New savings plan to ease cost of teen trips to Israel

To help offset the formidable costs of sending teens to Israel, the S.F.-based Jewish Community Federation will help parents start saving money for trips long before their children become teenagers.

Through its new Gift of Israel Savings Program, the JCF will set aside $125 per year for each participating child. Children can enroll in the program beginning in the third grade.

The child's congregation will contribute $50 annually to the fund. And families will be asked to add a minimum of $150 per year to the special interest-bearing savings account held by Bank Leumi. The interest rate will be linked to the prime rate.

"This is a landmark policy — the federation in partnership with synagogues and families — and the benefits will reverberate in Jewish life," said Rabbi Stephen Pearce of San Francisco's Congregation Emanu-El.

A teen trip to Israel, he said, can be "transformative. It seals the connection between our children and Jewish life."

Emanu-El is among the first local congregations to adopt the program. Others include Congregation Kol Shofar in Tiburon, Peninsula Temple Sholom in Burlingame and Peninsula Temple Beth El in San Mateo.

According to Russ Holdstein, chair of the JCF's Gift of Israel committee, five additional congregations are poised to sign on.

Rabbi Alan Berg of Beth El — where some 50 percent of confirmands go on the annual Bureau of Jewish Education's summer trip to Israel — said a plan such as the Gift of Israel Savings Program has been on his personal agenda for some time.

"Financial implications play a huge part in a student not taking the trip, and a savings plan is necessary so that more families can afford to participate," Berg said.

Last summer, approximately 7,500 high school- and college-age U.S. Jews — less than 2 percent of the total — took trips to Israel. Currently, about 300 Bay Area Jewish teens, also a small percentage, go to Israel each year.

Such numbers helped spark the Montreal-based Charles R. Bronfman Foundation to conceive of the Gift of Israel program and promote it nationally. Studies have shown that a positive Israel experience for teens bolsters Jewish identity and increases the chances of active participation in Jewish communal life.

Through the Gift of Israel Savings Program, the JCF has agreed to spend $843,000 over the next 10 years to subsidize Israel trips for an estimated 32 percent of local teenagers. The money will be raised through the annual campaign, endowment and foundation funds.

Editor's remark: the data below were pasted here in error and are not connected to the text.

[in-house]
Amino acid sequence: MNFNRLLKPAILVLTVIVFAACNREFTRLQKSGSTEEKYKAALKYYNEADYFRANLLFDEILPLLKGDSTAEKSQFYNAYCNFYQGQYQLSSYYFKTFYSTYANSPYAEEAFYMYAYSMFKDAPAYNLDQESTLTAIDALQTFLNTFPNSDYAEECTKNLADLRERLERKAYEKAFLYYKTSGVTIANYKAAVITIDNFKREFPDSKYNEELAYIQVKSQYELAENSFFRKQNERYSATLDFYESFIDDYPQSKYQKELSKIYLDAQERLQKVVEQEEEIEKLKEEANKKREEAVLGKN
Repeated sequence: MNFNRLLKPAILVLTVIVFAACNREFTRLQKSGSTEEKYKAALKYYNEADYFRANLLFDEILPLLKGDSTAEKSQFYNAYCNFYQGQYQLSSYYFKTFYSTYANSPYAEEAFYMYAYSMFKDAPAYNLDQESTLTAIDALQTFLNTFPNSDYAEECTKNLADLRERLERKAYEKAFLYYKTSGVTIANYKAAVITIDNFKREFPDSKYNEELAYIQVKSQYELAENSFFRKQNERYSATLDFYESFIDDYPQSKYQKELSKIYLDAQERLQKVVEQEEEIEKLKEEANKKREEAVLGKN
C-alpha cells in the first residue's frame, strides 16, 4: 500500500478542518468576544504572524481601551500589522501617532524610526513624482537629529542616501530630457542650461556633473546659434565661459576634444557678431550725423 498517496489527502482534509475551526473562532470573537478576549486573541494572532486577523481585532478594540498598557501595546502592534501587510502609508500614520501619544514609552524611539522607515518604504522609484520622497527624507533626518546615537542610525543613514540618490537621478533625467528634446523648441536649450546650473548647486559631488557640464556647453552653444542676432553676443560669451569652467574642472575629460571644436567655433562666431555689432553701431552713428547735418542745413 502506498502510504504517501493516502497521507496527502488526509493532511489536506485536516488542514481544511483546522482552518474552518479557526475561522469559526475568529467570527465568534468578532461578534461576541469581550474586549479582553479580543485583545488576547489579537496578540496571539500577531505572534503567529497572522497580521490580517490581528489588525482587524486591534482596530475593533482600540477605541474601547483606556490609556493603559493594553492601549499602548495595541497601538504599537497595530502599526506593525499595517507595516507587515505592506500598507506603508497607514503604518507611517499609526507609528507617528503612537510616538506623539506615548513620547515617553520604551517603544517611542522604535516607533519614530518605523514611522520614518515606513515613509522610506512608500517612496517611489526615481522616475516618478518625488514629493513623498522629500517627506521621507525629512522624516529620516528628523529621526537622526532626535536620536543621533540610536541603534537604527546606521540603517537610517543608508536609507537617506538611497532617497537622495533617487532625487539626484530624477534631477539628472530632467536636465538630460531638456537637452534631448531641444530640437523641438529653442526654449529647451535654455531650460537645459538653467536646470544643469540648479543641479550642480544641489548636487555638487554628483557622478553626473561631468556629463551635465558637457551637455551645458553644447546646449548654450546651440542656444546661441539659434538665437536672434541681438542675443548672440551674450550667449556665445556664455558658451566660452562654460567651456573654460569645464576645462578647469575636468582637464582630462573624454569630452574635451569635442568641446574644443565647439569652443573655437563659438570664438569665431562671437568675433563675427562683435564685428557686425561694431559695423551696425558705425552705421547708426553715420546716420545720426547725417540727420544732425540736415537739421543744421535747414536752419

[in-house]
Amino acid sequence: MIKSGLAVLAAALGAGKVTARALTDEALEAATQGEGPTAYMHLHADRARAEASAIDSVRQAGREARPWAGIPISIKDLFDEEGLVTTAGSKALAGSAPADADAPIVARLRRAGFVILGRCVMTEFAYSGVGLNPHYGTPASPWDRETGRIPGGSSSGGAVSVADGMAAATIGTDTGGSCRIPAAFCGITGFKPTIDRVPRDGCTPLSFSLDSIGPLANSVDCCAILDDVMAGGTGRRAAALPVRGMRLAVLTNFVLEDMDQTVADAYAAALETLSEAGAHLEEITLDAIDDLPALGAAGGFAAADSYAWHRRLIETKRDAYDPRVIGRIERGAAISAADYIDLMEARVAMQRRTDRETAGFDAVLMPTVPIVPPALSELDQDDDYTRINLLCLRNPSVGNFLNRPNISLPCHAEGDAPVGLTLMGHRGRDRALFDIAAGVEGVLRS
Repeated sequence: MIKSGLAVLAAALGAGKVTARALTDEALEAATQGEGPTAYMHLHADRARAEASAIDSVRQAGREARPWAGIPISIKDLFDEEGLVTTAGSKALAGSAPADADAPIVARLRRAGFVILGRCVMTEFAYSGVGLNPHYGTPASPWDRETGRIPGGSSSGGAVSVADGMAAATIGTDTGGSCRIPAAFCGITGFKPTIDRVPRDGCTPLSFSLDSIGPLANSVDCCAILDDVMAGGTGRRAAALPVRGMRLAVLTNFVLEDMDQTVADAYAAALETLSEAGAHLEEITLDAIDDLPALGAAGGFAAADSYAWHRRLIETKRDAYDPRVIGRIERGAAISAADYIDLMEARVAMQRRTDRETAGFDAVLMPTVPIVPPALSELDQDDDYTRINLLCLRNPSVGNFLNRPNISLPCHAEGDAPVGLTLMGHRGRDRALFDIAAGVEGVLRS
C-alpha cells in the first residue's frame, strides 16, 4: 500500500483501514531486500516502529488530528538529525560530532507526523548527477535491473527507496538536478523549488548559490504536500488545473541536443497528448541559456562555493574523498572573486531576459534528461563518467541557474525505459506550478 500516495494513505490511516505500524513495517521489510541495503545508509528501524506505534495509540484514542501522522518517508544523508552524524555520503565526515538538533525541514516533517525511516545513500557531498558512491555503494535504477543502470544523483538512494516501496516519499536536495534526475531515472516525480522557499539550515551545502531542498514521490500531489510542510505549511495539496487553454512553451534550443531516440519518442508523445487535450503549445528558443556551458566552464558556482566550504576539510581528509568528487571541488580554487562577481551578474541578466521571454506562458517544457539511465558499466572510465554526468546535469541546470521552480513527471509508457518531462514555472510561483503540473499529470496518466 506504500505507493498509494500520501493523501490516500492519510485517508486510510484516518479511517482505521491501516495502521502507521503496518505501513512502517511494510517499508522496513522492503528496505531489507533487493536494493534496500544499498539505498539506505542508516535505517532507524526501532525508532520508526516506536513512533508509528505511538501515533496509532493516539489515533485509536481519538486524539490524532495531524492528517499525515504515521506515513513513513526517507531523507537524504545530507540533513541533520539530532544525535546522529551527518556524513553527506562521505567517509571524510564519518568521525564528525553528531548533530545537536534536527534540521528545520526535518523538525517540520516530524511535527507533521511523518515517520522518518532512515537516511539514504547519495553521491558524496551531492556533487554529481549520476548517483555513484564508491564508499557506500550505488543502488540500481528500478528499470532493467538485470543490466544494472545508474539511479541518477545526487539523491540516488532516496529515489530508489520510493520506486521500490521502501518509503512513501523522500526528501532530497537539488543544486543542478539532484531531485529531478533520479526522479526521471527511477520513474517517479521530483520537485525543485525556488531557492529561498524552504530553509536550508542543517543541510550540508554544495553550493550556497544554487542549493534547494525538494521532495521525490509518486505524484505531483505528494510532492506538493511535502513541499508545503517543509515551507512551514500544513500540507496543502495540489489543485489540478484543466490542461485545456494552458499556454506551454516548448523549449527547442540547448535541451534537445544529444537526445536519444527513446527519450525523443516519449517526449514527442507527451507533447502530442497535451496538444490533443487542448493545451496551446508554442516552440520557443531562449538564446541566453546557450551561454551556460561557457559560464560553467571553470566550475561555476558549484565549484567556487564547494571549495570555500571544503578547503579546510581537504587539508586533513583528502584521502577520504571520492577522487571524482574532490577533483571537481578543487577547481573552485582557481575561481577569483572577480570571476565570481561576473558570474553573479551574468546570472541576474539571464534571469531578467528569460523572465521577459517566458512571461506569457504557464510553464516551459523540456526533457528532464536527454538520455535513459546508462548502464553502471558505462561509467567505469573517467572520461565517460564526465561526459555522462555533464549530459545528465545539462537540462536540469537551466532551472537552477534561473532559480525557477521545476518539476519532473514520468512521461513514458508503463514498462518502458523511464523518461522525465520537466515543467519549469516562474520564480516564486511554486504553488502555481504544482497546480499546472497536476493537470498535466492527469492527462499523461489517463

Several federations across the country, including those in New York City, Boston, Pittsburgh and Columbus, Ohio, have undertaken similar programs.

Synagogues, for their part, will raise their subsidies in various ways.

To get the gift of Israel savings program under way, Beth El has allocated funds from its '96-'97 budget. The next step, Berg said, will be to develop an endowment campaign.

At Kol Shofar, where up to 90 percent of the synagogue's confirmation students sign up for the BJE trip each year, donors have committed to supporting the first two years of the program, according to Barb Farber, a congregant and member of the JCF board.

"Then if we have to, we'll budget it," she said.

Farber, a member of the JCF Gift of Israel committee, has already enrolled her son, who recently had a bar mitzvah, in the new program. The mother of an older teen going to Israel this summer, Farber said she wishes she had been able to get an early start on saving money for that trip.

"If we had a program like this available when my daughter was in the third grade or seventh grade, I wouldn't be looking at a $5,000 bill this summer," she said.

Those students who enter in the seventh grade, generally the bar and bat mitzvah year, do so under slightly different financial arrangements than those enrolling earlier. They will receive $200 a year from the JCF, $50 from the congregation and a minimum of $250 from the family. Relatives and friends are encouraged to donate to the fund on holidays and special occasions.

For those students who do enter in the third grade, savings from eight years of the program, which ends after the tenth grade, will total $2,600, plus accrued interest. That's more than half of what it currently costs to send a child on the six-week summer in Israel program offered by the BJE. Though that trip is popular among teenagers, they may use the money from the account to travel to Israel on other organized educational trips as well.

Such trips, however, must last at least five weeks, a period the Gift of Israel Savings Program committee said would enable teenagers to bond with their peers and see a broad range of sights. The savings, therefore, cannot be used to fund the Koret Israel teen trip, which is just over three weeks in length.

Trips funded by the Gift of Israel Savings Program also must include an itinerary, and participants must be between the ages of 16 and 18.

There are other stipulations governing who can participate.

While parents need not be federation donors to participate, they must ensure that their children remain in a formal Jewish education setting throughout their enrollment in the fund program.

Bay Area youngsters whose families are not members of congregations may join but they will not receive a synagogue contribution and will be required to enroll in some sort of formal education program.

The JCF board approved the gift of Israel savings program last fall but recruitment is only starting now that synagogues have adopted the plan.

Holdstein envisions a time when every synagogue in the Bay Area signs on.

"We encourage interested synagogue members to talk to their rabbis and boards," he said, "so that a year from now, everyone is on board."